Brendan M Weiss

faculty photo
Assistant Professor of Medicine at the Hospital of the University of Pennsylvania
Department: Medicine

Contact information
Abramson Cancer Center
Perelman Center for Advanced Medicine, West Pavilion, 2nd Floor
3400 Civic Center Boulevard
Philadelphia, PA 19104
Office: 1-800-789-7366
Education:
BS (Biology)
Bucknell University, 1993.
MD (Medicine)
Uniformed Services University of the Health Sciences, Bethesda, MD, 1998.
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Description of Itmat Expertise

-Developing and testing novel biomarkers in the myeloma precursor states (MGUS and smoldering multiple myeloma)
-Performing clinical trials for the early intervention of myeloma
-Identifying novel targets for the early intervention of myeloma

Description of Research Expertise

Current research
Multiple myeloma (MM) is an incurable malignancy of plasma cells. Previously, I established that myeloma is virtually always preceded by a precursor state, monoclonal gammopathy of undetermined significance (MGUS). (Weiss, Blood 2009). Although there have been significant gains in the survival of MM over the past 15-20 years, understanding the progression from its precursor state and developing interventions to prevent of delay to progression to MM would be significant advances. My primary research focus is on the myeloma precursor states, MGUS and smoldering multiple myeloma (SMM). To that end, I am interested in:

-Developing and testing novel biomarkers in the myeloma precursor states
-Performing clinical trials for the early intervention of myeloma
-Identifying novel targets for the early intervention of myeloma

I am also interested in conducting clinical trials for newly diagnosed and relapsed MM, AL amyloidosis and Waldenstrom's macroglobulinemia. Current clinical trials at Penn can be found at: http://ctlsv2.emergingmed.com/ACC-UPENN.

Past research
Myeloma is virtually always preceded by MGUS. A fundamental question in the pathogenesis of myeloma has been: are all myelomas preceded by MGUS? Utilizing the Department of Defense Serum Repository, I obtained pre-diagnostic serum on 30 patients treated for multiple myeloma. In 27 of 30 patients (90%) a pre-existing MGUS was detected by serum protein electrophoresis, and immunofixation electrophoresis or and/or serum free light chain analysis. (Weiss, Blood 2009)

African-Americans have similar outcomes when treated with autologous stem cell transplantation. Minorities often experience inferior outcomes in the treatment of many malignant diseases. As MM is the most common hematologic malignancy in African-Americans, I performed one of the first studies comparing the outcomes of African Americans with MM undergoing autologous stem cell transplantation, where I was able to show equivalent outcomes between the races. I subsequently participated in a large registry study that confirmed these findings. (Verma Am J Hematol 2008, Hari P Biol Blood Marrow Transplantation 2010).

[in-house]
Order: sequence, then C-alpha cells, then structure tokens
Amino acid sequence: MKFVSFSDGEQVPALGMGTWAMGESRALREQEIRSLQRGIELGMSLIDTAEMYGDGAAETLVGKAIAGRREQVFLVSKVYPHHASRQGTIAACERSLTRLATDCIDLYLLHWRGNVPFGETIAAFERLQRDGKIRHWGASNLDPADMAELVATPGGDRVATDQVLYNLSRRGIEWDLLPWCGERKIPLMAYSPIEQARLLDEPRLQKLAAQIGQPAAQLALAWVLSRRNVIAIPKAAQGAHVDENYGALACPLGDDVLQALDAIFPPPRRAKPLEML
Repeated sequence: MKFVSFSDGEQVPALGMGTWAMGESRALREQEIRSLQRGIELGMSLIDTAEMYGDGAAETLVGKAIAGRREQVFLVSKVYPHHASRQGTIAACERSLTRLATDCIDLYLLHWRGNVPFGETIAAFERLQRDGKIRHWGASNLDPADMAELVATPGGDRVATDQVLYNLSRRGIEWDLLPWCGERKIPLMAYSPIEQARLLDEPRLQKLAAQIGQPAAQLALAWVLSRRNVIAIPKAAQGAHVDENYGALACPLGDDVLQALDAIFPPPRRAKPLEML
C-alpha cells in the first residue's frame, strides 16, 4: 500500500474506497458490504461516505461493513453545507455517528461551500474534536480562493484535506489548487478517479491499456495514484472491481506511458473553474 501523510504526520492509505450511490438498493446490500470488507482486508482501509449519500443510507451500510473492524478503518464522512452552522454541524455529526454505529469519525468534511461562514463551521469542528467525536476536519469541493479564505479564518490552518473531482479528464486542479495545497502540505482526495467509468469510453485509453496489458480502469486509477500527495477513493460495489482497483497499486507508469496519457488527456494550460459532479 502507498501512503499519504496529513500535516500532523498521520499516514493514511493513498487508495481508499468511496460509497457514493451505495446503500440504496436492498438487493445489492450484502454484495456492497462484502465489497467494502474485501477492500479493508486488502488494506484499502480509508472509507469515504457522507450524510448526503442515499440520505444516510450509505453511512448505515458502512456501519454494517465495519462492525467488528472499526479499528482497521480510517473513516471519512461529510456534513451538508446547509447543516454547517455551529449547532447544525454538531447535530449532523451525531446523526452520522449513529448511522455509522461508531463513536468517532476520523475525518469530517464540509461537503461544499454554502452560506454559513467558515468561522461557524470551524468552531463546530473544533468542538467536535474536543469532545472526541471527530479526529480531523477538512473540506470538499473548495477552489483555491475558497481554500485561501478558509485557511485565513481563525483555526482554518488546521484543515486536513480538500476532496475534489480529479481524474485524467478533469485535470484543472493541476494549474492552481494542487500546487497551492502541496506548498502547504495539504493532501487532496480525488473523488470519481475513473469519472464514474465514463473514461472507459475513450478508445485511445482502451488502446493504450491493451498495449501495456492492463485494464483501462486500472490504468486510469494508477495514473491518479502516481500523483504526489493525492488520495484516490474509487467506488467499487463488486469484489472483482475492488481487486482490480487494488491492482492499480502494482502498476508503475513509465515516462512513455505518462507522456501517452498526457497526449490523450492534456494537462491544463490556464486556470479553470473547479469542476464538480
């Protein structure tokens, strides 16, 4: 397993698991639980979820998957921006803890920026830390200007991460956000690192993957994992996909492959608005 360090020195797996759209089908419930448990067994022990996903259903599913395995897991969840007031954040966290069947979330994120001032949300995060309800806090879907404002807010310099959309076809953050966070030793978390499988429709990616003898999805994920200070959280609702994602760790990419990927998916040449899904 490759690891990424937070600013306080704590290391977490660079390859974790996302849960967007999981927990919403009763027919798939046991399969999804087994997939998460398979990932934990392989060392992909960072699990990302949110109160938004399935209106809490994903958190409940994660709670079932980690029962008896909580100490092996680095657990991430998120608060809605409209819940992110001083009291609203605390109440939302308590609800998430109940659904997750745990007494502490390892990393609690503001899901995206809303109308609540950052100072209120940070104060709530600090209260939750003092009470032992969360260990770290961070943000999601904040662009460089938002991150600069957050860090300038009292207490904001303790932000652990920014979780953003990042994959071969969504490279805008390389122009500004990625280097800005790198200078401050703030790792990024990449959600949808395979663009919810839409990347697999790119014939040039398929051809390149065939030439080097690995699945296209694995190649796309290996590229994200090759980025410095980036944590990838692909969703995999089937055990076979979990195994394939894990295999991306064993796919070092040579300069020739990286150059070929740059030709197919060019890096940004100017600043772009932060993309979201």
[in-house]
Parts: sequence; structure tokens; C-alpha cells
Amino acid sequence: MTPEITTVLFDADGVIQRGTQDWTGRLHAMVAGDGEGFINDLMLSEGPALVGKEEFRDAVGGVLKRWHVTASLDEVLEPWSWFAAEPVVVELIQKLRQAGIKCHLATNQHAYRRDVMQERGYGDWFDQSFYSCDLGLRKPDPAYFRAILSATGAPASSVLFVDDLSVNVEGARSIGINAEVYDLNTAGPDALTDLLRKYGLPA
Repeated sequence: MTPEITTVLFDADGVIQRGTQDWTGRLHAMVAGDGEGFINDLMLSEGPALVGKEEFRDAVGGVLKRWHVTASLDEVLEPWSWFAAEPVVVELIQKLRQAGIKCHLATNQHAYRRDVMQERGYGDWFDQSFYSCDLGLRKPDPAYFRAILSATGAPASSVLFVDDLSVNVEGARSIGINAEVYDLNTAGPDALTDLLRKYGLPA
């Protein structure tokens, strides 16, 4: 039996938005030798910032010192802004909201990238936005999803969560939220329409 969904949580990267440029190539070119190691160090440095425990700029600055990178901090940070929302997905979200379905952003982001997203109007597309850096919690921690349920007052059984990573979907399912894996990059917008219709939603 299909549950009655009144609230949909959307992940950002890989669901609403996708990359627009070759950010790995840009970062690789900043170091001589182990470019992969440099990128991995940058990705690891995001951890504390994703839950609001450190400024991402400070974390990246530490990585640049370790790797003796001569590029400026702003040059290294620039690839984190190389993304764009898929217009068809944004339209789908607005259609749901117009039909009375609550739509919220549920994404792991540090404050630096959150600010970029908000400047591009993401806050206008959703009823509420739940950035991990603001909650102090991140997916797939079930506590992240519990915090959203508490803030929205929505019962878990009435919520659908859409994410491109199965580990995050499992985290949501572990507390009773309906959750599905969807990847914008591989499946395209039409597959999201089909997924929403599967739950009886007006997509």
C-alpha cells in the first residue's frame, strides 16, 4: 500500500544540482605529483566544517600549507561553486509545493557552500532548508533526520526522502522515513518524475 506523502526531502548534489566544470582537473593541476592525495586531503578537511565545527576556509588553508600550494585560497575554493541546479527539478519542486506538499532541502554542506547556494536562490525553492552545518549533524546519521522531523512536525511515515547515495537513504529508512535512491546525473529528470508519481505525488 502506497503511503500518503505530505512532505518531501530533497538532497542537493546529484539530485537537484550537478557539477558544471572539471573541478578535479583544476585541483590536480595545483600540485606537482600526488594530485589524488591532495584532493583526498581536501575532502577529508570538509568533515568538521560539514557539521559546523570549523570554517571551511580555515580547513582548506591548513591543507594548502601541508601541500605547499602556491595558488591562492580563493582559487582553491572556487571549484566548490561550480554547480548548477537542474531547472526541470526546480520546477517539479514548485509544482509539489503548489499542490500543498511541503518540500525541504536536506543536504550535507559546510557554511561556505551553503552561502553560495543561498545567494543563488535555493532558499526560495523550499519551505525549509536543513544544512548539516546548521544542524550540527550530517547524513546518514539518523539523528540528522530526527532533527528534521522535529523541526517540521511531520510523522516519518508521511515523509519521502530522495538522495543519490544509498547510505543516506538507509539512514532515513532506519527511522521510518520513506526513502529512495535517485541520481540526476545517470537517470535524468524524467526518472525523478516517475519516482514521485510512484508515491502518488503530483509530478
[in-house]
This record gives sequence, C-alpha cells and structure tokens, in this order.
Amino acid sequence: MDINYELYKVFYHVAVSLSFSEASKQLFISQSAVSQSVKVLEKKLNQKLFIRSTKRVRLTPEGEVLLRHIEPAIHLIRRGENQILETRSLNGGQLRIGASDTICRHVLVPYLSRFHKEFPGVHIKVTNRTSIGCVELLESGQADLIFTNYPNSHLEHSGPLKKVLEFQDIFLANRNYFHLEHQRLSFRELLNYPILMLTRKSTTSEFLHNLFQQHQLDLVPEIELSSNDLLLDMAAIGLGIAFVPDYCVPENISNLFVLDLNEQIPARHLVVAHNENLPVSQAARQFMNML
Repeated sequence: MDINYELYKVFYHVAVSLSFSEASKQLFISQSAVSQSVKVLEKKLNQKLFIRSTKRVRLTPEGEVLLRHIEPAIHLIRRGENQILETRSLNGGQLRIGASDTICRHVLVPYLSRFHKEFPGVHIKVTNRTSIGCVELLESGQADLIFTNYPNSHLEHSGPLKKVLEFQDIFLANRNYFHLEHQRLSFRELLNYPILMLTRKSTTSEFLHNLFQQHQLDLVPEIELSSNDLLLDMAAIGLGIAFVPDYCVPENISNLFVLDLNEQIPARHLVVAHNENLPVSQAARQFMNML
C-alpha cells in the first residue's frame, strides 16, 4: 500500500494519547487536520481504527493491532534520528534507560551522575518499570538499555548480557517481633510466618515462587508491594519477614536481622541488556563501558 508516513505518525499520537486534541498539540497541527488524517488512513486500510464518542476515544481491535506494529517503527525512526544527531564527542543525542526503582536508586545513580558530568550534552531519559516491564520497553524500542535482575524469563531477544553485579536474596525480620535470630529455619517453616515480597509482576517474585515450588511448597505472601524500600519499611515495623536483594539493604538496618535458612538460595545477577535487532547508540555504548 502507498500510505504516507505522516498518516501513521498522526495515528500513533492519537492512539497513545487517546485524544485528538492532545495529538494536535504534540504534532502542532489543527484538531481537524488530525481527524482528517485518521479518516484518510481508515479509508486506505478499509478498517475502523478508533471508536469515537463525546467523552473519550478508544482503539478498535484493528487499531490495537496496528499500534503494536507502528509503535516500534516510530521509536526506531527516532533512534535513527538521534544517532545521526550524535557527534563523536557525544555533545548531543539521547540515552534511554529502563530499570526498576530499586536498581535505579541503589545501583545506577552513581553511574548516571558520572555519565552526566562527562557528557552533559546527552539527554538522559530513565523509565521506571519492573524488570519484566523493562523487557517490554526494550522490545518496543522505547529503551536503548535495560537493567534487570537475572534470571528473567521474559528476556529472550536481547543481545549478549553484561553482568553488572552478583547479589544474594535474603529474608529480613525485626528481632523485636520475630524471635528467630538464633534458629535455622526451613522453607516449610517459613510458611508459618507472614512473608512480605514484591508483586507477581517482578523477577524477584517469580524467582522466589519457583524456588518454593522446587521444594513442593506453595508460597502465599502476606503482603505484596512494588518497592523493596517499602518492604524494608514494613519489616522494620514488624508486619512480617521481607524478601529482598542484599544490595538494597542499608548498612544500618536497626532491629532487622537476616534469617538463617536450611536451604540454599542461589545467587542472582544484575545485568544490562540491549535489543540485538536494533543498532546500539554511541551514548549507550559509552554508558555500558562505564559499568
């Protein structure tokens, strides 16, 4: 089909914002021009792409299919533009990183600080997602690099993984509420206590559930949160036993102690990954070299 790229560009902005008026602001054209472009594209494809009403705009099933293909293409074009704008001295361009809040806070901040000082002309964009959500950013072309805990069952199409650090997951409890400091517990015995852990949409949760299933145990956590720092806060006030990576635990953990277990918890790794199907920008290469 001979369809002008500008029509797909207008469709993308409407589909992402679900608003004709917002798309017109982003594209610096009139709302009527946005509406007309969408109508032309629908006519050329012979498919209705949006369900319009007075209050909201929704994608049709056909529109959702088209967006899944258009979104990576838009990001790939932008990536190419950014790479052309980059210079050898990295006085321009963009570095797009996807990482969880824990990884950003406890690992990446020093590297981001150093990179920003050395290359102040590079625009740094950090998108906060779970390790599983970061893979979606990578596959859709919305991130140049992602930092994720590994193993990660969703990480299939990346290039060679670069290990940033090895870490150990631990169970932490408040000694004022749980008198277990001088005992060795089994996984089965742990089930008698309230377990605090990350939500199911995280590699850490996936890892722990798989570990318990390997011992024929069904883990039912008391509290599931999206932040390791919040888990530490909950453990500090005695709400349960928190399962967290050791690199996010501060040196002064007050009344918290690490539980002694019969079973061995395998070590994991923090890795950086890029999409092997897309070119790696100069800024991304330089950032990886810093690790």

African-Americans with MGUS have significantly different prognostic biomarkers. Several biomarkers are helpful in determining prognosis in patients with MGUS, however they have been derived from predominantly Caucasian populations. I performed the first study evaluating the newest biomarker, the serum free light chain assay, in an African-American population. I demonstrated that African-Americans have a higher frequency of abnormal serum free light chain ratios as well as confirmed the lower frequency of non-IgG MGUS and lower monoclonal protein concentrations. (Weiss Am J Hematol 2011)

Selected Publications

Weiss BM: Multiethnic myeloma. Blood 121(16): 3062-4, Apr 2013.

Weiss BM, Abadie J, Verma P, Howard RS, Kuehl WM: A monoclonal gammopathy precedes multiple myeloma in most patients. Blood 113(22): 5418-5422, May 2009.

Tan E, Mena-Gonzalez E, Weiss BM, Choyke P, Landgren O: Current and future imaging modalities for multiple myeloma and its precursor states. Leukemia and Lymphoma 86(6): 1630-40, Sep 2011.

Weiss BM, Minter A, Abadie J, Howard R, Ascencao J, Schechter GP, Kuehl M, Landgren O: Patterns of Monoclonal Immunoglobulins and Serum Free Light Chains Are Significantly Different in African-American Compared to Caucasian MGUS Patients. American Journal of Hematology 86(6): 475-8, Jun 2011.

Minter AR, Simpson H, Weiss BM, Landgren O: Bone Disease From Monoclonal Gammopathy of Undetermined Significance to Multiple Myeloma: Pathogenesis, Interventions, and Future Opportunities. Seminars in Hematology 48(1): 55-65, Jan 2011.

Waxman AJ, Mink PJ, Devesa SS, Anderson WF, Weiss BM, Kristinsson SY, McGlynn KA, Landgren O: Racial disparities in incidence and outcome in multiple myeloma: a population-based study. Blood 116(25): 5501-5506, Dec 2010.

Waxman AJ, Kuehl M, Balakumaran A, Weiss B, Landgren O: Smoldering (asymptomatic) multiple myeloma: revisiting the clinical dilemma and looking into the future. Clinical Lymphoma, Myeloma & Leukemia 10(4): 248-57, Aug 2010.

Brown G, Shapeero LG, Weiss BM, Roschewski M: Multiple myeloma with lacrimal gland amyloidosis and sarcoidosis. American Journal Of Hematology 85(7): 506-509, Jul 2010.

Weiss BM, Kuehl WM: Advances in understanding monoclonal gammopathy of undetermined significance as a precursor of multiple myeloma. Expert Review Of Hematology 3(2): 165-174, Apr 2010.

Hari PN, Majhail NS, Zhang MJ, Hassebroek A, Siddiqui F, Ballen K, Bashey A, Bird J, Freytes CO, Gibson J, Hale G, Holmberg L, Kamble R, Kyle RA, Lazarus HM, LeMaistre CF, Loberiza F, Maiolino A, McCarthy PL, Milone G, Omondi N, Reece DE, Seftel M, Trigg M, Vesole D, Weiss B, Wiernik P, Lee SJ, Rizzo JD, Mehta P.: Race and outcomes of autologous hematopoietic cell transplantation for multiple myeloma. Biology of Blood and Marrow Transplantation 16(3): 395-402, Mar 2010.

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Last updated: 07/22/2014
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